Sarah’s plan for Hagar to be a surrogate mother to produce an heir “seemed right” to her at the time, but the results were disastrous (Genesis 15-16). Like Sarah, without an eternal perspective, we can easily come up with “good ideas” and let our daily worries direct our steps.
As I travel on through my first journey of The Cry of the Hidden Heart, I’ve experienced several crisis points that have forced me to slow down, reflect, and seek God. Fatigue has taken a toll on my thought life. Sleep disruptions and deprivation are part of my new normal after marrying a night owl and having a baby. Anxious thoughts, worse-case scenarios, and roots of bitterness run rampant in my sleep-deprived mind.
God can use the physical to help move our hearts closer to Him. Sarah and Abraham were not only on a long physical migration to a new land, but also a long spiritual journey into a new way of thinking.
Because “the word of God is living and active” (Hebrews 4:12), it’s essential, even in the busyness of life, to find ways to let Scripture influence how we think. I’ve found that intentionally setting my mind on key truths from Scripture has helped stop thoughts that only lead to a dead end.
Rather than letting my worries spiral out of control, I strive to remind myself, sometimes even out loud: “God provides” (Phil. 4:19). God doesn’t want me wasting my time imagining frightening “what ifs’.” He wants me to have my mind line up with the reality of His word: “The Lord is my helper” (Heb. 13:6).
It’s also all too easy to think the worst of my husband’s intentions instead of assuming the best. Philippians 4:8 is a good litmus test for my thoughts: “Finally, brothers, whatever is true, whatever is honorable, whatever is just, whatever is pure, whatever is lovely, whatever is commendable, if there is any excellence, if there is anything worthy of praise, think about these things.” Letting Christ transform my mind means I need to assume that Christ is working to transform my husband’s mind as much as He is working on mine.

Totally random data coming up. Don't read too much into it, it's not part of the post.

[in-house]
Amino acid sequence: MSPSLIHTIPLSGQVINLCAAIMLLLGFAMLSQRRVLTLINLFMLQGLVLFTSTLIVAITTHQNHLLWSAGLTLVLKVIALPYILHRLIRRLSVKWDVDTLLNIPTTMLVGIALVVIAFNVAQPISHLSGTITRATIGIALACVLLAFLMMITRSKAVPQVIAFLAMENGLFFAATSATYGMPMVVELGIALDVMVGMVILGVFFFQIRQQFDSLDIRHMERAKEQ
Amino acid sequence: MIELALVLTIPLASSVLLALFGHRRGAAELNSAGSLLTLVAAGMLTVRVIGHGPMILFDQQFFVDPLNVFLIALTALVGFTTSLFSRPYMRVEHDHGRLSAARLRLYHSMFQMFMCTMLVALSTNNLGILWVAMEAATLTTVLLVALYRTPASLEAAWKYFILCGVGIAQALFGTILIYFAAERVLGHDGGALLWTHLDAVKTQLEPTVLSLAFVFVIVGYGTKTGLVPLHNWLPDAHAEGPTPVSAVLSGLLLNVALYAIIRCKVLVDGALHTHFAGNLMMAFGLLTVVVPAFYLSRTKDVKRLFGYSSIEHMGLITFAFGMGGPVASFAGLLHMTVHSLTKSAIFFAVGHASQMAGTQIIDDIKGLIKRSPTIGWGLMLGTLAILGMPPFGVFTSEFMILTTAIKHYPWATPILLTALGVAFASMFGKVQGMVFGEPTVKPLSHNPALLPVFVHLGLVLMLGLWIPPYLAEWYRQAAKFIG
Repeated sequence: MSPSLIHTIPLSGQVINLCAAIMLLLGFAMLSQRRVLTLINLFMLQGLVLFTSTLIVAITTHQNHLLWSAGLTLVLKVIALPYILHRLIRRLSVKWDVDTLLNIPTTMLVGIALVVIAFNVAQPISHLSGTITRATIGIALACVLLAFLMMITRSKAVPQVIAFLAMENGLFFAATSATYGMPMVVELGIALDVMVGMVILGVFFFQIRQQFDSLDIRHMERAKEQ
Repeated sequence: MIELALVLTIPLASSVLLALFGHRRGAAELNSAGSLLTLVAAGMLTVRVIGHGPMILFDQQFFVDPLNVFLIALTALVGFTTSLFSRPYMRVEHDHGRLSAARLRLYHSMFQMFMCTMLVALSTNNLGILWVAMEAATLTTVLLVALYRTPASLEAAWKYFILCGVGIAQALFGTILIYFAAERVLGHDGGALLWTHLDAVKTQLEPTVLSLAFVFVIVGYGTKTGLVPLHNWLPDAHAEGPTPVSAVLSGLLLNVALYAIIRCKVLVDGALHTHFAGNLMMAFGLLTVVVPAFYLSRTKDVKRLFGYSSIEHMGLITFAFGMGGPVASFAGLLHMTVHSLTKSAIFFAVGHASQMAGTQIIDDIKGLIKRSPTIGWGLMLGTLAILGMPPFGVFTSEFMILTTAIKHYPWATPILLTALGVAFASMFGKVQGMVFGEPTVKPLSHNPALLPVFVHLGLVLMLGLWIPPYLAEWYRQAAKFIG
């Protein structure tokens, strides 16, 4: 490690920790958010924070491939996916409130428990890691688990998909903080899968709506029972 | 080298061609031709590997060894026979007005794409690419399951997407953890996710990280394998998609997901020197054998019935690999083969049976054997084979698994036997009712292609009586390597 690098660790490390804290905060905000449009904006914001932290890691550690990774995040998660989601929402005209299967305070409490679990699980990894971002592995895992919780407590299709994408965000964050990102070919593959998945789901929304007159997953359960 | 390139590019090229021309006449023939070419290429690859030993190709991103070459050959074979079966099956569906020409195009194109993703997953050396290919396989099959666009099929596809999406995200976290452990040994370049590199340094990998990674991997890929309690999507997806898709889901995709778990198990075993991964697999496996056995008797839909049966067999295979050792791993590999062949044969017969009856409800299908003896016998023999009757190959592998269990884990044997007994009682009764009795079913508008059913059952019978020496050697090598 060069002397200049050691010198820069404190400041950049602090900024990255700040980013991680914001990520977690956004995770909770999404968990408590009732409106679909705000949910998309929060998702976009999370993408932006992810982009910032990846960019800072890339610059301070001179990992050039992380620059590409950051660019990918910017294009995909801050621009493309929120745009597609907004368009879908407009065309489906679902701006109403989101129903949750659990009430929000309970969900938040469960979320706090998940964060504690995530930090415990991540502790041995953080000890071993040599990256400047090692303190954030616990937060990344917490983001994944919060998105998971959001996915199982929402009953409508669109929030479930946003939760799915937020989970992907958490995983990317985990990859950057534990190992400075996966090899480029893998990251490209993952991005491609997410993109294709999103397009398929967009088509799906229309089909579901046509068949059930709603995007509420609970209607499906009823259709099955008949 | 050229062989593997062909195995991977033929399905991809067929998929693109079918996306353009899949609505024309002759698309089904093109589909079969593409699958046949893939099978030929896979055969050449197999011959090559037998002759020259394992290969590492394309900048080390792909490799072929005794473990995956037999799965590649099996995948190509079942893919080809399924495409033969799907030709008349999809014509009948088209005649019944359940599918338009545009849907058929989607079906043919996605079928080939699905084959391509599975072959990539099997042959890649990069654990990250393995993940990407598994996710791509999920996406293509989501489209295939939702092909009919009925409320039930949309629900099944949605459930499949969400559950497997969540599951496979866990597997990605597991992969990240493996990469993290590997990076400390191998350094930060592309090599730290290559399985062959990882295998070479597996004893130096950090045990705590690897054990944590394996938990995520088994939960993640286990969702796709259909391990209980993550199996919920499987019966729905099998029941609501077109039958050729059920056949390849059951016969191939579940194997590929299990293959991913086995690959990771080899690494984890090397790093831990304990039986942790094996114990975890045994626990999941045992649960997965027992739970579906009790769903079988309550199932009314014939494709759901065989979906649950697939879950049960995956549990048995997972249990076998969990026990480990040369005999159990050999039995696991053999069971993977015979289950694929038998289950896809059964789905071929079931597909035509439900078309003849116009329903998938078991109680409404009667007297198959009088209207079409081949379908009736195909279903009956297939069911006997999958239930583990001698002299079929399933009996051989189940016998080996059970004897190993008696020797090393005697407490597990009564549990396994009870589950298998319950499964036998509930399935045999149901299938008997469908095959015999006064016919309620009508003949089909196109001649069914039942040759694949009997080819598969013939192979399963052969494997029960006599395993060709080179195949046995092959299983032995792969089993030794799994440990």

Yet nearly every time my husband comes home later than expected or leaves dishes on the counter, I struggle not to judge his motivations. “Having a thought enter our mind is not wrong in itself. But because they are so powerful, thoughts need evaluating,” writes Karen Bacon in Chapter 10. “When we adopt critical thoughts of our husbands, rather than being a life-giver bringing encouragement, support, and joy, we join with the enemy to dispense discouragement, hopelessness and condemnation.”
As you’ve been following along on our road trip, going through the study (past or present), what are some ways you are allowing Christ to condition your thinking to win “The Battle of the Mind”?
“Set your minds on things that are above, not on things that are on earth.” ~ Colossians 3:2